But keeping it local has other benefits as well — not only could it help ensure a steady supply of nutritious staples, it could also anchor a major part of our eventual economic recovery.
“Support for local food systems can offer overlapping benefits,” writes environmental attorney Gavin Smith, “including jobs with good regional distribution, increased community resiliency, improved food security and reduced environmental impacts.”
And this certainly wouldn’t be the first time governments have turned to local food producers to boost economic health.
“The Cabarrus County Board of Commissioners and county staff found their commitment to [North Carolina’s] 10% Campaign” — an initiative that encourages residents to commit 10% of their existing food dollars to locally grown and produced food — “furthered the county’s economic development, health and environmental initiatives,” said retired Cabarrus County Manager John Day back in 2012.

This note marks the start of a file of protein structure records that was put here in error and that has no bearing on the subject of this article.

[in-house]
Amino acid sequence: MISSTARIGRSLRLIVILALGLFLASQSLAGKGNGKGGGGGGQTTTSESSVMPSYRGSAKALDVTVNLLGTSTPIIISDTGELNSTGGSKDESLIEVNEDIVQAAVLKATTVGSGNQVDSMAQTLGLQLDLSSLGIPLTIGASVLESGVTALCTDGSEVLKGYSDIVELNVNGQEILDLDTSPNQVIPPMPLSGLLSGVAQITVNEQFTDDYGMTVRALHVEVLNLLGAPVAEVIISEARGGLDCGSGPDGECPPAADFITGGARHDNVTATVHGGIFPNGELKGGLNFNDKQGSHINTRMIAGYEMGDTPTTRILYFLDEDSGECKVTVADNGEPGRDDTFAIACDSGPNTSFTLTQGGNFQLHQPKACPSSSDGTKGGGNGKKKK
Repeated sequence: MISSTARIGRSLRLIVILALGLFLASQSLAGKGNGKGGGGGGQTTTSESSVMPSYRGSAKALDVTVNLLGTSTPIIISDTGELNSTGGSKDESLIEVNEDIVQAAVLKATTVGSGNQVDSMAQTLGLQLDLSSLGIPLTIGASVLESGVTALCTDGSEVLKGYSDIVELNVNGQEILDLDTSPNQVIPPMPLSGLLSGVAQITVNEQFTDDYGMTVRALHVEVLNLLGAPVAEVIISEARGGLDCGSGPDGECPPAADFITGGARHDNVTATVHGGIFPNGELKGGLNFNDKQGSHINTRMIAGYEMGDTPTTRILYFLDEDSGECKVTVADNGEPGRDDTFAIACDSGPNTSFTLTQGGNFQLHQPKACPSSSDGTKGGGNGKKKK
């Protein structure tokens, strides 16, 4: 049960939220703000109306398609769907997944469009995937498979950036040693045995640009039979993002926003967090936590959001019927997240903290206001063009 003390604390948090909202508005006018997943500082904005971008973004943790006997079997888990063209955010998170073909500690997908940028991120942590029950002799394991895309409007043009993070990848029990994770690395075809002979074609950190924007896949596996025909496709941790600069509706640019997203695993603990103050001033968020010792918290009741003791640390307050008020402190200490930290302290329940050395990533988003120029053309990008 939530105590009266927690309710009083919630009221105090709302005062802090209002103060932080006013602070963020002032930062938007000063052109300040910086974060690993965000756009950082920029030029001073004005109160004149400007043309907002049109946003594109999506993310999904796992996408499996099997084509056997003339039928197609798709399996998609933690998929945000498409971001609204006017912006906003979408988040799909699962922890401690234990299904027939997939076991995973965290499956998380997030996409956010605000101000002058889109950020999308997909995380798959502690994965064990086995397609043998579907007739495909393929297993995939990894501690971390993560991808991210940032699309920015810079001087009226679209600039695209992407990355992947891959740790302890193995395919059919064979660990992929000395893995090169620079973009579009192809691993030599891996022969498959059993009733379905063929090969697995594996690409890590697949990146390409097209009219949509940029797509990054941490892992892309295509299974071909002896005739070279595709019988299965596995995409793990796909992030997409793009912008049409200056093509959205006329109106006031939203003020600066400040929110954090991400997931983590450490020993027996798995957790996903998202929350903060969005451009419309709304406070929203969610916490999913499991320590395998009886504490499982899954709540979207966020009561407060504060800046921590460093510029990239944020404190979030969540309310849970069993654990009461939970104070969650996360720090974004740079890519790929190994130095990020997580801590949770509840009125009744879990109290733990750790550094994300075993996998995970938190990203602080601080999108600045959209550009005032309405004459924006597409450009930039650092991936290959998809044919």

#4 Make a plan for a stronger future
But perhaps most importantly, when we commit to changing our food system, we’re committing to a stronger future for everyone in our communitities.
After the pandemic subsides, said Balkus, “we can’t go back to normal as far as what our food assistance numbers were,” because normal wasn’t coming anywhere close to cutting it.
“We don’t do a great job [as a nation] of addressing food need,” added Cares. The pandemic is merely highlighting an all-too-common and all-too-hidden problem.
But that doesn’t mean we can’t seize the moment now. As we wind down our acute response phase and move on to recovery, we have an unprecedented opportunity to rebuild the world we want, not the one we had before.
Review panelist resources and bios: